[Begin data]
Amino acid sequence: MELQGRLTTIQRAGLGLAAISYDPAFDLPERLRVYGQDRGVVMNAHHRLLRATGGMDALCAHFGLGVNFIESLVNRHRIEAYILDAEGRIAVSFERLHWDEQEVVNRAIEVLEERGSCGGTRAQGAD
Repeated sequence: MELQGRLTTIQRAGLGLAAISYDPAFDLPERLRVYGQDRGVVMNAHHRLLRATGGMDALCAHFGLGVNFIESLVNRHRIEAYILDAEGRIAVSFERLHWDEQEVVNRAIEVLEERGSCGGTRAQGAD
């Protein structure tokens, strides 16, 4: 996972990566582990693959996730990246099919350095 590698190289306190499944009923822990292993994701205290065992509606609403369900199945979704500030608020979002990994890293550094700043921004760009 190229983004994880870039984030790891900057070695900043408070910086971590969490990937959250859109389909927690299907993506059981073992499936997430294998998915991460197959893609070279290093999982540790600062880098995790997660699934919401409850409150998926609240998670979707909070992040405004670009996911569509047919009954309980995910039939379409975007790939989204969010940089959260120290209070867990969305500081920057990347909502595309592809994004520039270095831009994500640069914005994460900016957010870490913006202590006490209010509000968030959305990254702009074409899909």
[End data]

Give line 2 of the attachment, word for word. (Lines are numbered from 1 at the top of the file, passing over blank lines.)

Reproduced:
Repeated sequence: MELQGRLTTIQRAGLGLAAISYDPAFDLPERLRVYGQDRGVVMNAHHRLLRATGGMDALCAHFGLGVNFIESLVNRHRIEAYILDAEGRIAVSFERLHWDEQEVVNRAIEVLEERGSCGGTRAQGAD